Ferdinand Bonneau could relate. This native New Yorker knew what he wanted for his son’s high school: “one that would challenge him academically; with structure and good guidance; a place that would keep him going with all sorts of activities; and one without a long travel distance,” a particular concern for a single dad in the event of an emergency. His son Aiden agreed with that list, and both knew a handful of schools that fit it. But thought-partnering with Ms. Read about their options made a difference. Mr. Bonneau believes that “if she was not present, honestly, we would have made a different choice; her being involved helped us make a wiser choice.”

Both families cite three aspects of the high school placement process at Partnership Schools as central to its impact. First, the team at each school works hard to answer all parent and student questions beginning as early as sixth grade when the program begins. Starting to think about high schools early allows students and parents to be better prepared for the quick and arduous process that begins summer before 8th grade.

Both families add that Stephanie valued parents’ input; for example, “she really wanted to know why we were looking at some schools,” Ms. Kouyate shares, including some non-Catholic schools, which they were pleased to be able to bring into the conversation, even when they chose a Catholic school in the end.

Second, Stephanie and the school site-based High School Placement support teams get to know the students. Aiden, who transferred to Our Lady Queen of Angels in sixth grade after attending a charter school, said that Ms. Read made a point to get to know him before eighth grade. “She has a sense of me. She knows that I’m well-spoken, that I’m not outrageous,” the even-keeled young man shares. Ms. Kouyate echoes that observation: “the recommendations showed that Stephanie was talking about Mahawa. To say something is going to be a good fit, you have to know the child, and it was clear that the counselor’s recommendations were based on knowing her.”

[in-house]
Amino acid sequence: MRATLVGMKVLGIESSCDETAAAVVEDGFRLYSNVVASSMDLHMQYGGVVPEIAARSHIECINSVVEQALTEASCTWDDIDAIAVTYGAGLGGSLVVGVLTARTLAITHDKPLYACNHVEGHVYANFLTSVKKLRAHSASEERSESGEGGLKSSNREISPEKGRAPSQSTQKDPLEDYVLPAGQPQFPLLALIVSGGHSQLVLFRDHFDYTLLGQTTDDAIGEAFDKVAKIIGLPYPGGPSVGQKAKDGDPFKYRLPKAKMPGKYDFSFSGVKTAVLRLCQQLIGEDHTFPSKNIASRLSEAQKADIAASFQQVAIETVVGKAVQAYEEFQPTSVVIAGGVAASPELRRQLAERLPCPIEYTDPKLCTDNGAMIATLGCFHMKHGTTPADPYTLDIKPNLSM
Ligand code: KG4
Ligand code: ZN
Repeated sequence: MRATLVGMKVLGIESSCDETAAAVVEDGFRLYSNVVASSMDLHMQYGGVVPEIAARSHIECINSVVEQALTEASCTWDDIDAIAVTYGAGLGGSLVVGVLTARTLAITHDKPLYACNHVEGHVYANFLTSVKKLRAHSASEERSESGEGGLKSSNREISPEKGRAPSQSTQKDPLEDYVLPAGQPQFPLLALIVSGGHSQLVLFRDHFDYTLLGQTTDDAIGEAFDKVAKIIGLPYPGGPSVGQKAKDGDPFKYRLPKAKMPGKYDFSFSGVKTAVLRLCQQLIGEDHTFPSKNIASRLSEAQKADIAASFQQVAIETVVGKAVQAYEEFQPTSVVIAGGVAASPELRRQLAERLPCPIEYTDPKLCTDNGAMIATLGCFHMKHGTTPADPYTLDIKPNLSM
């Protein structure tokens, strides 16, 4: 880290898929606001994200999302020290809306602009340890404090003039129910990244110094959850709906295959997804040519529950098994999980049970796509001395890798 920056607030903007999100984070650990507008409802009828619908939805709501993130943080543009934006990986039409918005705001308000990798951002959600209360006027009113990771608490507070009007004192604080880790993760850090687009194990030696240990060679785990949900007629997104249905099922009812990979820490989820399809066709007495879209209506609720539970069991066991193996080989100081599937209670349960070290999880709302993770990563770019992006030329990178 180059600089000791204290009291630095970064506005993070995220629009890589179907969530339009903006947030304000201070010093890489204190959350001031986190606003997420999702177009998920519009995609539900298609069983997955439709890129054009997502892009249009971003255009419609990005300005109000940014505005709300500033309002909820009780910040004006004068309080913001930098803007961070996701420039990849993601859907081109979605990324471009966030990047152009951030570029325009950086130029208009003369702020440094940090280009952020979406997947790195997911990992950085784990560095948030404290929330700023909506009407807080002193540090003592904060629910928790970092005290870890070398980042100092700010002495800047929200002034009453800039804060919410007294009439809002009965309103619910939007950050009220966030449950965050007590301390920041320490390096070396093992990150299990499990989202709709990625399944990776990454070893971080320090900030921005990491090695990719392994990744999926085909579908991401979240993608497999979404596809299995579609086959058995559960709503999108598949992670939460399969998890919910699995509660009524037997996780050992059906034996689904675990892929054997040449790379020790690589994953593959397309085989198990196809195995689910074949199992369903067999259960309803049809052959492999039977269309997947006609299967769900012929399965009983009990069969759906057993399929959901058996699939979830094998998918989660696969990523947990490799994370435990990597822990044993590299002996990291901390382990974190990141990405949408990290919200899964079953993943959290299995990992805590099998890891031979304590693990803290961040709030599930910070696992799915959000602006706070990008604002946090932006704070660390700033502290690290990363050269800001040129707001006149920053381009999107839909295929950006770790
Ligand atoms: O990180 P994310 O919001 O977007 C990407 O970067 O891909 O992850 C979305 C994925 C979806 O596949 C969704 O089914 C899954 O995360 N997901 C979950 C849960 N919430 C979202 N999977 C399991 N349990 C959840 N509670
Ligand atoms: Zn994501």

This feedback confirms the final development of Stephanie Read’s work: equipping school-site teams with the materials and resources to provide the same student and parent support. For example, Chinique Pressley, who we profiled earlier this spring, leads the process for students at St. Mark the Evangelist and has helped more St. Mark students than ever before matriculate to top-tier high schools combining her deep knowledge of students from her work as the 8th grade teacher, and what environments would be most fruitful for them to continue their High School education. Chinique is joined by other colleagues at each Partnership School that focus on high school placement and ensure our students matriculate to the best school for them.

In the end, exploring lots of options further convinced both Mahawa and her mom that they wanted a Catholic school, even though they are Muslim (“We pray too,” Ms. Kouyate says. “It’s only one God. They teach them how to be nice, to share; it is the same thing”), and Mahawa is excited to start at St. Jean Baptiste in the fall. Aiden Bonneau is looking forward to attending Xavier. Mr. Bonneau, for one, has only one remaining question about his Partnership high school placement advisor: “Can I call her when it’s time for college?”